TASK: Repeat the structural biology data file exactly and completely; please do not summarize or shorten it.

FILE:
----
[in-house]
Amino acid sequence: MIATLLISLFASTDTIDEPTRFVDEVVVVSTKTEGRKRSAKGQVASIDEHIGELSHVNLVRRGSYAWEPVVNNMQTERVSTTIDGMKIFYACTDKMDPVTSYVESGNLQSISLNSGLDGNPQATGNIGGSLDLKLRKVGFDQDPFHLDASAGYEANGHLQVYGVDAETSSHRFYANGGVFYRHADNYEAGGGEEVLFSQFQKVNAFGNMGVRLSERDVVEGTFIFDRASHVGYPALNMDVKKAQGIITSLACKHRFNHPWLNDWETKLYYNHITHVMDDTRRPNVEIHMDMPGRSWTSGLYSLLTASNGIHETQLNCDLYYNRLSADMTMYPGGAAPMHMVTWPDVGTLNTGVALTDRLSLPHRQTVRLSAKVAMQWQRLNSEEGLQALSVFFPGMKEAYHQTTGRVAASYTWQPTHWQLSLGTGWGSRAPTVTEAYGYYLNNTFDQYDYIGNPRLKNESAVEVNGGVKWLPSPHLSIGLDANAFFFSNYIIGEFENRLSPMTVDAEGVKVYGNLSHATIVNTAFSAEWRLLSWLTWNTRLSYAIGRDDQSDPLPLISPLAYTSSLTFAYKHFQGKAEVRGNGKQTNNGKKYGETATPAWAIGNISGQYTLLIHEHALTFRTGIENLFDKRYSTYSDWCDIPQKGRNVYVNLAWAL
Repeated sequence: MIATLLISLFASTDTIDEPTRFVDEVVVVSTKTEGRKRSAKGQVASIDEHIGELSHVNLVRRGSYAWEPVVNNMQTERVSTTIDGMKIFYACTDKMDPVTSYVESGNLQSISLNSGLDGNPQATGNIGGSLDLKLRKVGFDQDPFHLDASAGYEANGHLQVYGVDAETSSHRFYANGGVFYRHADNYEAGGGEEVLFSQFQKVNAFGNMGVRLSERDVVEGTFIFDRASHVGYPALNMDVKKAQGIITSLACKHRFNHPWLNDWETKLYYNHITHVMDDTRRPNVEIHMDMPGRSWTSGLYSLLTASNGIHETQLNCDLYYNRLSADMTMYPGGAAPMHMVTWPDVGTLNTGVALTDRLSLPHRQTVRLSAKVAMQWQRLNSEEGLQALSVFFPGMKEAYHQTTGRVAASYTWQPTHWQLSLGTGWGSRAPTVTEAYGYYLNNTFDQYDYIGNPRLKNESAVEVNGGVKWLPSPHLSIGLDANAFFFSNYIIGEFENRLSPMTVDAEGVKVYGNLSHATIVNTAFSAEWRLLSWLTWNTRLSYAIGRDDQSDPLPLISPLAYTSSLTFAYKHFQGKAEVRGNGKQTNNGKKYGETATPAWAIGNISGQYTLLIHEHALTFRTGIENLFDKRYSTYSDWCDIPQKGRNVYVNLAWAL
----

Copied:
[in-house]
Amino acid sequence: MIATLLISLFASTDTIDEPTRFVDEVVVVSTKTEGRKRSAKGQVASIDEHIGELSHVNLVRRGSYAWEPVVNNMQTERVSTTIDGMKIFYACTDKMDPVTSYVESGNLQSISLNSGLDGNPQATGNIGGSLDLKLRKVGFDQDPFHLDASAGYEANGHLQVYGVDAETSSHRFYANGGVFYRHADNYEAGGGEEVLFSQFQKVNAFGNMGVRLSERDVVEGTFIFDRASHVGYPALNMDVKKAQGIITSLACKHRFNHPWLNDWETKLYYNHITHVMDDTRRPNVEIHMDMPGRSWTSGLYSLLTASNGIHETQLNCDLYYNRLSADMTMYPGGAAPMHMVTWPDVGTLNTGVALTDRLSLPHRQTVRLSAKVAMQWQRLNSEEGLQALSVFFPGMKEAYHQTTGRVAASYTWQPTHWQLSLGTGWGSRAPTVTEAYGYYLNNTFDQYDYIGNPRLKNESAVEVNGGVKWLPSPHLSIGLDANAFFFSNYIIGEFENRLSPMTVDAEGVKVYGNLSHATIVNTAFSAEWRLLSWLTWNTRLSYAIGRDDQSDPLPLISPLAYTSSLTFAYKHFQGKAEVRGNGKQTNNGKKYGETATPAWAIGNISGQYTLLIHEHALTFRTGIENLFDKRYSTYSDWCDIPQKGRNVYVNLAWAL
Repeated sequence: MIATLLISLFASTDTIDEPTRFVDEVVVVSTKTEGRKRSAKGQVASIDEHIGELSHVNLVRRGSYAWEPVVNNMQTERVSTTIDGMKIFYACTDKMDPVTSYVESGNLQSISLNSGLDGNPQATGNIGGSLDLKLRKVGFDQDPFHLDASAGYEANGHLQVYGVDAETSSHRFYANGGVFYRHADNYEAGGGEEVLFSQFQKVNAFGNMGVRLSERDVVEGTFIFDRASHVGYPALNMDVKKAQGIITSLACKHRFNHPWLNDWETKLYYNHITHVMDDTRRPNVEIHMDMPGRSWTSGLYSLLTASNGIHETQLNCDLYYNRLSADMTMYPGGAAPMHMVTWPDVGTLNTGVALTDRLSLPHRQTVRLSAKVAMQWQRLNSEEGLQALSVFFPGMKEAYHQTTGRVAASYTWQPTHWQLSLGTGWGSRAPTVTEAYGYYLNNTFDQYDYIGNPRLKNESAVEVNGGVKWLPSPHLSIGLDANAFFFSNYIIGEFENRLSPMTVDAEGVKVYGNLSHATIVNTAFSAEWRLLSWLTWNTRLSYAIGRDDQSDPLPLISPLAYTSSLTFAYKHFQGKAEVRGNGKQTNNGKKYGETATPAWAIGNISGQYTLLIHEHALTFRTGIENLFDKRYSTYSDWCDIPQKGRNVYVNLAWAL